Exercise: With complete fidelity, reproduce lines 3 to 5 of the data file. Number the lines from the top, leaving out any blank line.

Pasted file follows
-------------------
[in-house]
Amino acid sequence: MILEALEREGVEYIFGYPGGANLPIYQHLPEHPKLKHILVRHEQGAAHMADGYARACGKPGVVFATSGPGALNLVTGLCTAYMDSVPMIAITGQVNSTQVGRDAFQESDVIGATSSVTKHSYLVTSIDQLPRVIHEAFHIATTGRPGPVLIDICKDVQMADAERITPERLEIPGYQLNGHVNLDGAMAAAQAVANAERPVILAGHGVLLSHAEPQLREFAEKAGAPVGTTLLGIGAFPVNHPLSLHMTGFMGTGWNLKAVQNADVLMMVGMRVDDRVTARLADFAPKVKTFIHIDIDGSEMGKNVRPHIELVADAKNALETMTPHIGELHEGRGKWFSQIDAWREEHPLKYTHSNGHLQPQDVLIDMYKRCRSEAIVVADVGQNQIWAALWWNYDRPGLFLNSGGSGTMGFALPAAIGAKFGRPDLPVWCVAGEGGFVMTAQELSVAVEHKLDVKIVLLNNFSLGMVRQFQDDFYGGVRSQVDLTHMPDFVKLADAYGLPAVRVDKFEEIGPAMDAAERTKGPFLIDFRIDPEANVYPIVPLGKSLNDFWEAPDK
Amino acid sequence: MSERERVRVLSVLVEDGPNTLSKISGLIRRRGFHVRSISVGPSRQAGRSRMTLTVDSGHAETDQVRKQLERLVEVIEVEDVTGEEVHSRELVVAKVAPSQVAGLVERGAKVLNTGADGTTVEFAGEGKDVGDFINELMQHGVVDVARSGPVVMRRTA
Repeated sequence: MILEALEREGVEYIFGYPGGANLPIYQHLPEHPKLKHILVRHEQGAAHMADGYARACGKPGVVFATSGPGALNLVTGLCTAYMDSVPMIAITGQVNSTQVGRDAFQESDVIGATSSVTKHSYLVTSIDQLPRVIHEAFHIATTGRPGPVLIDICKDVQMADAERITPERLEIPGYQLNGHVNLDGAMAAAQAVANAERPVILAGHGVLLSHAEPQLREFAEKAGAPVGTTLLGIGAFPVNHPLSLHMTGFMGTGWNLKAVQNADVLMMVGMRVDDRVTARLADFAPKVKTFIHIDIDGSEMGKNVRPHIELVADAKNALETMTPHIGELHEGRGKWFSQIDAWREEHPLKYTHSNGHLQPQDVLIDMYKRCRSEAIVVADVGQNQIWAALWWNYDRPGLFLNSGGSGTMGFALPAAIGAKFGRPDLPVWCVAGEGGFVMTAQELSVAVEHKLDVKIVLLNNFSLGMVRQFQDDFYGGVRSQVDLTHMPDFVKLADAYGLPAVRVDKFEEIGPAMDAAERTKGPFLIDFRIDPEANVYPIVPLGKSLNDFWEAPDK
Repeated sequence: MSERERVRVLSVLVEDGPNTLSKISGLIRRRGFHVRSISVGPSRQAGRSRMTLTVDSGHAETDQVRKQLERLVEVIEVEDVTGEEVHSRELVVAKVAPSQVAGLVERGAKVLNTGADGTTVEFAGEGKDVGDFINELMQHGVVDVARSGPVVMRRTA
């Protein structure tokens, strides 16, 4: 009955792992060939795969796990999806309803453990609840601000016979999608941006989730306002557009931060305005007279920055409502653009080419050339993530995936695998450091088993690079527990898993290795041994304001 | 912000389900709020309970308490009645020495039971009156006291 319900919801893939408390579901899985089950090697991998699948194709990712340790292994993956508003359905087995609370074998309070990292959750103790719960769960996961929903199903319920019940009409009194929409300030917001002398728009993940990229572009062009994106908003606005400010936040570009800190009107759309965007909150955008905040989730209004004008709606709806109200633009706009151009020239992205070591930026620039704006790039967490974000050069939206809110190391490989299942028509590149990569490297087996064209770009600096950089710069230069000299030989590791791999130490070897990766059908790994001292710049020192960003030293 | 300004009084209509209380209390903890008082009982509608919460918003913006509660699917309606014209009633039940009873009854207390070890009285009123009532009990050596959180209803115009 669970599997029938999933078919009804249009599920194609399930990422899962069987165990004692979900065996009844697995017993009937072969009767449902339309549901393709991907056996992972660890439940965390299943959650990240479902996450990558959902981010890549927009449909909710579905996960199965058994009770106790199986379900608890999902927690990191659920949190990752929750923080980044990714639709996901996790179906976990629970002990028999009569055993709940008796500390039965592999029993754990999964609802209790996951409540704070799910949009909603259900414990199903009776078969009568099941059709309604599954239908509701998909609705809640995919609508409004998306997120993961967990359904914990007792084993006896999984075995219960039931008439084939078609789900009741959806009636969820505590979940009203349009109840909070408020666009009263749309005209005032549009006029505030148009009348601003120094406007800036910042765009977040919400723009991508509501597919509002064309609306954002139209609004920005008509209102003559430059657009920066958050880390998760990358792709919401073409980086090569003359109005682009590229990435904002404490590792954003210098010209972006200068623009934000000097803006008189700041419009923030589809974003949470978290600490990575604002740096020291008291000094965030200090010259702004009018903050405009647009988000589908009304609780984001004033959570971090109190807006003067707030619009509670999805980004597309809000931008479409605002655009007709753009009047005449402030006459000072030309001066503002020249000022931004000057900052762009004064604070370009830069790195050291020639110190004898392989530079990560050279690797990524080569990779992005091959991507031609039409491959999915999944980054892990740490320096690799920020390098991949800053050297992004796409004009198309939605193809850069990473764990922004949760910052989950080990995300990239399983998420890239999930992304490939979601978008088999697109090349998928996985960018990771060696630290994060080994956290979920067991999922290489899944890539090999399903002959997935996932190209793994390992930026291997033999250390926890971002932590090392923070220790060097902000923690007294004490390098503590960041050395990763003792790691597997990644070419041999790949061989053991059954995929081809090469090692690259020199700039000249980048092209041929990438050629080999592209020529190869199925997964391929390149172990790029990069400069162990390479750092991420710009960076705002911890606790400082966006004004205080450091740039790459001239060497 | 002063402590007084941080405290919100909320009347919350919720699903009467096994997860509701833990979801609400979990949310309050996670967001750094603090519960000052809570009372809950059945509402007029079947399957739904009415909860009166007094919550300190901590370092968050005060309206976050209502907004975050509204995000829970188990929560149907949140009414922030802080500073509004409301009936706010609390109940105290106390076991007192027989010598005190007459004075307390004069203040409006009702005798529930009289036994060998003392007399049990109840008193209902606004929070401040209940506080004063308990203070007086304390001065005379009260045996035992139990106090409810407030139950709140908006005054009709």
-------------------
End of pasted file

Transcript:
Amino acid sequence: MSERERVRVLSVLVEDGPNTLSKISGLIRRRGFHVRSISVGPSRQAGRSRMTLTVDSGHAETDQVRKQLERLVEVIEVEDVTGEEVHSRELVVAKVAPSQVAGLVERGAKVLNTGADGTTVEFAGEGKDVGDFINELMQHGVVDVARSGPVVMRRTA
Repeated sequence: MILEALEREGVEYIFGYPGGANLPIYQHLPEHPKLKHILVRHEQGAAHMADGYARACGKPGVVFATSGPGALNLVTGLCTAYMDSVPMIAITGQVNSTQVGRDAFQESDVIGATSSVTKHSYLVTSIDQLPRVIHEAFHIATTGRPGPVLIDICKDVQMADAERITPERLEIPGYQLNGHVNLDGAMAAAQAVANAERPVILAGHGVLLSHAEPQLREFAEKAGAPVGTTLLGIGAFPVNHPLSLHMTGFMGTGWNLKAVQNADVLMMVGMRVDDRVTARLADFAPKVKTFIHIDIDGSEMGKNVRPHIELVADAKNALETMTPHIGELHEGRGKWFSQIDAWREEHPLKYTHSNGHLQPQDVLIDMYKRCRSEAIVVADVGQNQIWAALWWNYDRPGLFLNSGGSGTMGFALPAAIGAKFGRPDLPVWCVAGEGGFVMTAQELSVAVEHKLDVKIVLLNNFSLGMVRQFQDDFYGGVRSQVDLTHMPDFVKLADAYGLPAVRVDKFEEIGPAMDAAERTKGPFLIDFRIDPEANVYPIVPLGKSLNDFWEAPDK
Repeated sequence: MSERERVRVLSVLVEDGPNTLSKISGLIRRRGFHVRSISVGPSRQAGRSRMTLTVDSGHAETDQVRKQLERLVEVIEVEDVTGEEVHSRELVVAKVAPSQVAGLVERGAKVLNTGADGTTVEFAGEGKDVGDFINELMQHGVVDVARSGPVVMRRTA